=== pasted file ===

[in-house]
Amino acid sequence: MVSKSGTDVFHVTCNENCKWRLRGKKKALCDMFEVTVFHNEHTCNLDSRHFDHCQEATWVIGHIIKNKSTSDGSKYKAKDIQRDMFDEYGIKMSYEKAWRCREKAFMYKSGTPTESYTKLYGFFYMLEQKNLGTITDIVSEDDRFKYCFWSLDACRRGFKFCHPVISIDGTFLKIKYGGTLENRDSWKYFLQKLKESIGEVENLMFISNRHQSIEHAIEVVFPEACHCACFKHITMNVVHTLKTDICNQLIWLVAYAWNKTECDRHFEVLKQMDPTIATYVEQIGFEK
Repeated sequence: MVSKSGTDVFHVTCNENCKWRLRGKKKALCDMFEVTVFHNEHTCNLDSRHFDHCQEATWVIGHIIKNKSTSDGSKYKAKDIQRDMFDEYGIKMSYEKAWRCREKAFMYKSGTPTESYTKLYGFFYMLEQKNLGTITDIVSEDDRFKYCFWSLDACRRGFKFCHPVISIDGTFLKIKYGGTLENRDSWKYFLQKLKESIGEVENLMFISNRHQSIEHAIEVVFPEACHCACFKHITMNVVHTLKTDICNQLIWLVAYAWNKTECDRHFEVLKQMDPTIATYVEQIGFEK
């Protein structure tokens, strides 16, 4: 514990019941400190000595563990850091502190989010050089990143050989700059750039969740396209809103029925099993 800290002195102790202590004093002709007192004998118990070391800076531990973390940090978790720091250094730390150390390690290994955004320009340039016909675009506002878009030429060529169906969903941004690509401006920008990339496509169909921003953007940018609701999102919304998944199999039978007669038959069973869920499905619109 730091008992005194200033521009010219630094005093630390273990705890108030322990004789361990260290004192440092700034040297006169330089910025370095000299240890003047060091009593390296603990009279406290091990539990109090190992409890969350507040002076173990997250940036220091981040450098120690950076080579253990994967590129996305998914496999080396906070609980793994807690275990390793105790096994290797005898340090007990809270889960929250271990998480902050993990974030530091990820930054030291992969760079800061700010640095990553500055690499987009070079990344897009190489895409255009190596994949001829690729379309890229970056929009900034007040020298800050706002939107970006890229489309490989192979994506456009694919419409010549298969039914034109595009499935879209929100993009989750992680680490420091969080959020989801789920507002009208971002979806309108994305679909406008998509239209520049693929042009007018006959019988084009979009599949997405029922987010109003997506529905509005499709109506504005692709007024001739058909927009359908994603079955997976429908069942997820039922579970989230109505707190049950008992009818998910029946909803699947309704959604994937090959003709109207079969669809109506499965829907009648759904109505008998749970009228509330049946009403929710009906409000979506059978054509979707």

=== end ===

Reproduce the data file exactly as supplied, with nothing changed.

[in-house]
Amino acid sequence: MVSKSGTDVFHVTCNENCKWRLRGKKKALCDMFEVTVFHNEHTCNLDSRHFDHCQEATWVIGHIIKNKSTSDGSKYKAKDIQRDMFDEYGIKMSYEKAWRCREKAFMYKSGTPTESYTKLYGFFYMLEQKNLGTITDIVSEDDRFKYCFWSLDACRRGFKFCHPVISIDGTFLKIKYGGTLENRDSWKYFLQKLKESIGEVENLMFISNRHQSIEHAIEVVFPEACHCACFKHITMNVVHTLKTDICNQLIWLVAYAWNKTECDRHFEVLKQMDPTIATYVEQIGFEK
Repeated sequence: MVSKSGTDVFHVTCNENCKWRLRGKKKALCDMFEVTVFHNEHTCNLDSRHFDHCQEATWVIGHIIKNKSTSDGSKYKAKDIQRDMFDEYGIKMSYEKAWRCREKAFMYKSGTPTESYTKLYGFFYMLEQKNLGTITDIVSEDDRFKYCFWSLDACRRGFKFCHPVISIDGTFLKIKYGGTLENRDSWKYFLQKLKESIGEVENLMFISNRHQSIEHAIEVVFPEACHCACFKHITMNVVHTLKTDICNQLIWLVAYAWNKTECDRHFEVLKQMDPTIATYVEQIGFEK
């Protein structure tokens, strides 16, 4: 514990019941400190000595563990850091502190989010050089990143050989700059750039969740396209809103029925099993 800290002195102790202590004093002709007192004998118990070391800076531990973390940090978790720091250094730390150390390690290994955004320009340039016909675009506002878009030429060529169906969903941004690509401006920008990339496509169909921003953007940018609701999102919304998944199999039978007669038959069973869920499905619109 730091008992005194200033521009010219630094005093630390273990705890108030322990004789361990260290004192440092700034040297006169330089910025370095000299240890003047060091009593390296603990009279406290091990539990109090190992409890969350507040002076173990997250940036220091981040450098120690950076080579253990994967590129996305998914496999080396906070609980793994807690275990390793105790096994290797005898340090007990809270889960929250271990998480902050993990974030530091990820930054030291992969760079800061700010640095990553500055690499987009070079990344897009190489895409255009190596994949001829690729379309890229970056929009900034007040020298800050706002939107970006890229489309490989192979994506456009694919419409010549298969039914034109595009499935879209929100993009989750992680680490420091969080959020989801789920507002009208971002979806309108994305679909406008998509239209520049693929042009007018006959019988084009979009599949997405029922987010109003997506529905509005499709109506504005692709007024001739058909927009359908994603079955997976429908069942997820039922579970989230109505707190049950008992009818998910029946909803699947309704959604994937090959003709109207079969669809109506499965829907009648759904109505008998749970009228509330049946009403929710009906409000979506059978054509979707």